Charles Wills

General Sir Charles Wills KB PC (October 1666 – 25 December 1741) was a professional soldier from Cornwall, who was Lieutenant-General of the Ordnance and Member of Parliament for Totnes from 1718 to 1741.


Charles Wills

Sir Charles Wills Simon.jpg
Sir Charles Wills
Member of Parliament
for Totnes
In office
December 1718 – December 1741
Lieutenant-General of the Ordnance
In office
April 1718 – December 1741  
Governor of Portsmouth
In office
Governor of Berwick-upon-Tweed
In office
Personal details
Charles Wills

St Goran, Cornwall
Died25 December 1741(1741-12-25) (aged 75)
Resting placeWestminster Abbey
Political partyWhig
OccupationSoldier and politician
AwardsPrivy Councillor 1719
Order of the Bath 1725
Military service
Allegiance England 1689–1707
 Great Britain 1707–1741
Years of service1689–1741
UnitColonel, 30th Foot 1705–1716; Buffs, 1716–1725; Grenadier Guards 1726–1741
Battles/warsWilliamite War in Ireland
The Boyne; Aughrim
Nine Years' War
Landen Namur 1695
War of the Spanish Succession
Cádiz; Guadeloupe; Barcelona; Cagliari; Almenar; Saragossa; Brihuega
Jacobite rising of 1715

He began his military career in 1689, serving successively in the Williamite War in Ireland, the Nine Years War and the War of the Spanish Succession. During the Jacobite rising of 1715, he commanded government troops at the Battle of Preston, which ended the revolt.

Wills was rewarded with promotion to Lieutenant-General and returned for Totnes, a seat controlled by the Duke of Bolton, a prominent Whig. Despite making little impact on Parliament, he was a reliable supporter of the government and appointed Privy Councillor in 1719.

George I made him one of the first members of the newly revived Order of the Bath in 1725, but Wills failed to gain a peerage as expected. He died in London on 25 December 1741 and was buried in Westminster Abbey.

Personal detailsEdit

Wills was baptised at St. Goran, Cornwall, on 23 October 1666, one of six surviving sons born to Anthony Wills of St Goran, and his wife Jenofer (died 1729). His brothers included Anthony (ca 1657–1690), John (1664-?), Richard (1665-ca 1719), Edward (died before 1728) and Symon (1668-?).[1] Charles was by the far the most successful, although Richard retired in 1712 as a colonel, Edward as a captain, while several nephews also served under him.[2]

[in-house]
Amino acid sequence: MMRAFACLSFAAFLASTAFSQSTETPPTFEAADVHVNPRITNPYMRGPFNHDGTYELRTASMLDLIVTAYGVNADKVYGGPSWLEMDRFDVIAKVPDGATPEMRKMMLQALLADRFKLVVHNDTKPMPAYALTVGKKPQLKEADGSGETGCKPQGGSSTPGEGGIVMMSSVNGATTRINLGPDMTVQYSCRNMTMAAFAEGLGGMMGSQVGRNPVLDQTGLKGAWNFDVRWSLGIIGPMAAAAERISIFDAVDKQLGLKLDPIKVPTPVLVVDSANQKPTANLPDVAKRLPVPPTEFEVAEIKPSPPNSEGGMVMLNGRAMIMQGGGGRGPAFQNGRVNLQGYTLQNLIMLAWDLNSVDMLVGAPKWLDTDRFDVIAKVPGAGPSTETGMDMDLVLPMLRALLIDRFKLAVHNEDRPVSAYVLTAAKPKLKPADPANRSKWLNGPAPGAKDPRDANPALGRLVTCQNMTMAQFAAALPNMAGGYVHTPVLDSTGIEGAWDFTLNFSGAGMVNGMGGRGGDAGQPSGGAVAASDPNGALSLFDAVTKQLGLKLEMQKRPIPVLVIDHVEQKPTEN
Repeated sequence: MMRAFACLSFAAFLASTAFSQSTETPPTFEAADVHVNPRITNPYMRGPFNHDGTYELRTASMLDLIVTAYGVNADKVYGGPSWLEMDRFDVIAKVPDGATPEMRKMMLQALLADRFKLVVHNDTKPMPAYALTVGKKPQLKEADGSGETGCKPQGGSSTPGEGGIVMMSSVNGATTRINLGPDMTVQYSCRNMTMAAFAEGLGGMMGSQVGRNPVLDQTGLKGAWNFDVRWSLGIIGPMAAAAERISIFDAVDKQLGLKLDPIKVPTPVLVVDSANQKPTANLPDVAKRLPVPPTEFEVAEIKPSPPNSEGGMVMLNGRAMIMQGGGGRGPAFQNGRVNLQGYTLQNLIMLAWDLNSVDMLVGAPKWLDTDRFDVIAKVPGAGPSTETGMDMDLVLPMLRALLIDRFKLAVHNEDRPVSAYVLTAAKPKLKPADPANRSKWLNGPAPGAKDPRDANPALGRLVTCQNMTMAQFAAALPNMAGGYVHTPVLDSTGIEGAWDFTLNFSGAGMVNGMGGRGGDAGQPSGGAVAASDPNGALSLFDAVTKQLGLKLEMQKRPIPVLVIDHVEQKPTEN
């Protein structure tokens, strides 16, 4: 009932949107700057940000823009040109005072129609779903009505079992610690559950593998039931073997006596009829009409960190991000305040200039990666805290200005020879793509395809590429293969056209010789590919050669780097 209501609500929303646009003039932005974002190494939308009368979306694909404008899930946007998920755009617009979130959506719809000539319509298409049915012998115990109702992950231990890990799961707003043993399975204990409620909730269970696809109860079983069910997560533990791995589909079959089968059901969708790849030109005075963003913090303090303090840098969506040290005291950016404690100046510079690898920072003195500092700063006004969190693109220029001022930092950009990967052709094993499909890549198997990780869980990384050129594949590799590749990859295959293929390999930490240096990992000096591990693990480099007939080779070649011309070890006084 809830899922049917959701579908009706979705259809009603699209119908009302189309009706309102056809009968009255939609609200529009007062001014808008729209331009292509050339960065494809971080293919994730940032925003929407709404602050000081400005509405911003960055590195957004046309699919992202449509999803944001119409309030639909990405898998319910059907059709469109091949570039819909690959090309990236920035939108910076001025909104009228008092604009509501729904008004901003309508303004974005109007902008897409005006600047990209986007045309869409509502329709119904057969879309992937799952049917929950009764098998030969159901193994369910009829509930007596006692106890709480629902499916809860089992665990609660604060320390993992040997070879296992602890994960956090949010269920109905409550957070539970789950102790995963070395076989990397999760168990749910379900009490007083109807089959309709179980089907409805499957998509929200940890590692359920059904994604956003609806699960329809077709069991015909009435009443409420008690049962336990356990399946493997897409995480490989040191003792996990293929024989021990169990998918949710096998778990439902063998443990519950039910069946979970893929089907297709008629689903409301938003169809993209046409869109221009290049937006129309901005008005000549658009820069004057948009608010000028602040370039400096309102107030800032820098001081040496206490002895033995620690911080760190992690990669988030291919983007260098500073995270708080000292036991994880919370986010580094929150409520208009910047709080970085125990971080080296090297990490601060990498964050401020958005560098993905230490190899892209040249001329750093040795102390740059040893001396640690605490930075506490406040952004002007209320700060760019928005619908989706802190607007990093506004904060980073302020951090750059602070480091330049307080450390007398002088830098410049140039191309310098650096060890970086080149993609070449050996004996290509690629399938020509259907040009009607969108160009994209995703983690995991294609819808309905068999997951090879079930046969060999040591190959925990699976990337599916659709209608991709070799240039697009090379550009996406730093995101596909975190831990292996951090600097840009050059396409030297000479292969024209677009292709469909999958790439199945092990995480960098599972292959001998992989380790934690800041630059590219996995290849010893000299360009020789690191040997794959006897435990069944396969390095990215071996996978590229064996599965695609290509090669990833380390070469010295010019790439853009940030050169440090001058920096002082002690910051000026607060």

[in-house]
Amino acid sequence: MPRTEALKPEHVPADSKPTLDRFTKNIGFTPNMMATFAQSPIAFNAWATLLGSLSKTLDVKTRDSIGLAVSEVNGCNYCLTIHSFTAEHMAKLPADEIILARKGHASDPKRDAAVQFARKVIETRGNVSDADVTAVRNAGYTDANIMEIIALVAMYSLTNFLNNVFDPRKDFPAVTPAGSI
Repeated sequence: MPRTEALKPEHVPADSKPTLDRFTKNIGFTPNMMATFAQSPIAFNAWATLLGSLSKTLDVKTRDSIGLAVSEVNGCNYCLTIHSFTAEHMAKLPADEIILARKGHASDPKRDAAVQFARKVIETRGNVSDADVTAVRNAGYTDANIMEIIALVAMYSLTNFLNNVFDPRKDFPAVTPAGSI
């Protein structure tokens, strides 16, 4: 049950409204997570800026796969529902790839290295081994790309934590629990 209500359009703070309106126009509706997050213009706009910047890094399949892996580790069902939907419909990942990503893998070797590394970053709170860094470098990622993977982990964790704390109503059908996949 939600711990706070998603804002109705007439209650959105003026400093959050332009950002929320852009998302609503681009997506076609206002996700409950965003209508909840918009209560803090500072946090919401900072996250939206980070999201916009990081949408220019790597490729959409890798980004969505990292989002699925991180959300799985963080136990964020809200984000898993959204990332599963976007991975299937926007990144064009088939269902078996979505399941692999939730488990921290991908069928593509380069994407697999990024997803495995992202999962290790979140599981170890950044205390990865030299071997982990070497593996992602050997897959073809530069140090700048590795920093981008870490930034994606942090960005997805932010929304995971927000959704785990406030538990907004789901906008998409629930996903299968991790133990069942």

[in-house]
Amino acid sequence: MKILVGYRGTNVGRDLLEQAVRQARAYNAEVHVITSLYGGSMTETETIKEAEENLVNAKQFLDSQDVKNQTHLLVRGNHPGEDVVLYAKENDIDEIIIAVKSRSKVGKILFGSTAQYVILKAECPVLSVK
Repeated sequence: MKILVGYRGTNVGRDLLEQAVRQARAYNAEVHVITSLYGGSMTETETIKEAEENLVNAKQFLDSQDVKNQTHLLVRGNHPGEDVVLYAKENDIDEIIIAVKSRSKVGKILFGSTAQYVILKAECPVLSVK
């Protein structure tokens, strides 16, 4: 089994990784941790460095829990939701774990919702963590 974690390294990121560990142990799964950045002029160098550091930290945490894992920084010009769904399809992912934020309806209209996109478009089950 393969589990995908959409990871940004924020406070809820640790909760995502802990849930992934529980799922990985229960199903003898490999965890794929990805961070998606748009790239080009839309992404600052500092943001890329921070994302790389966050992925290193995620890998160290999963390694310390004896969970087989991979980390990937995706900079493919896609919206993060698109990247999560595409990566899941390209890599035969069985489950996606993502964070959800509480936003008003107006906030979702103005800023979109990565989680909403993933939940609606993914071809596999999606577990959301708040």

Wills never married and died in London on 25 December 1741. With the exception of a few bequests, the bulk of his considerable estate was left to his executor Sir Robert Rich, which was unsuccessfully challenged in court by his nephew Richard.[3]

Career; 1689 to 1714Edit

Little is known of Wills' career prior to the 1688 Glorious Revolution, when he received a commission in the expanded army raised by William III. He and his brother Richard were appointed to a regiment raised by Thomas Erle, which took part in the 1689 to 1691 Williamite War in Ireland, fighting at The Boyne and Aughrim. In July 1691, the brothers switched to the 19th Foot, then also serving in Ireland, with Wills promoted to captain.[4]

Transferred to Flanders in early 1692 during the Nine Years' War, his regiment fought in the battles of Steenkerque and Landen, as well as the Siege of Namur.[5] In 1694, he became a major in Colonel Saunderson's regiment, reaching the rank of Lieutenant-Colonel in 1697 shortly before the war ended with the Treaty of Ryswick and his unit disbanded.[3]

With the outbreak of the War of the Spanish Succession in June 1701, Wills was appointed to the newly raised 36th Foot, sent to Spain in 1702 as part of an Anglo-Dutch-German force under the Duke of Ormonde. He took part in the capture of Port St Mary, before joining an expedition to the West Indies, led by Christopher Codrington. In March 1703, they landed on the French island of Guadeloupe, but suffered heavy losses from disease. After Codrington became ill in late April, Wills supervised the evacuation of the remaining troops in May, before returning to Ireland.[3]

Montjuïc Castle, Barcelona; Wills participated in its capture in September 1705, then defended it in April 1706

In 1705, Wills accompanied the Earl of Peterborough to Spain as quartermaster-general, serving at the capture of Barcelona on 4 October 1705; nine days later, he was made colonel of a regiment of marines, later the 30th Foot. In January 1706, he participated in a brief but bloody encounter at San Esteban de Litera, taking command when Major-General Conyngham was mortally wounded.[6] He was also part of the garrison during the unsuccessful Bourbon attempt to retake Barcelona in April 1706, and was promoted brigadier-general on 1 January 1707.[3]

In March, Peterborough was recalled to England and replaced by the Earl of Galway, who suffered a serious defeat by Bourbon-Spanish forces at Almansa in April.[7] Wills had been left in command of Allied forces in Catalonia and led the defence of Lleida, which surrendered on 11 November after a siege of two months. His stubborn resistance prevented the Bourbons from taking full advantage of their victory and attacking Barcelona. The garrison was given free passage to Allied-held territory, although Wills was briefly held in retaliation for the alleged detention of a Spanish officer.[8]

The British government decided on a renewed offensive in 1708; when a Royal Navy squadron under John Leake attacked Sardinia in August, Wills commanded a landing force of 1,600 men which captured the capital Cagliari.[9] Returning to Britain in October, he remained there until late 1709 when he was sent back to Spain, now as a major-general under James Stanhope. After victories at Almenar and Saragossa, the Allies entered Madrid, but could not hold the interior and were forced to retreat. Wills was among the 3,500 British troops forced to surrender at the Brihuega on 8 December.[10]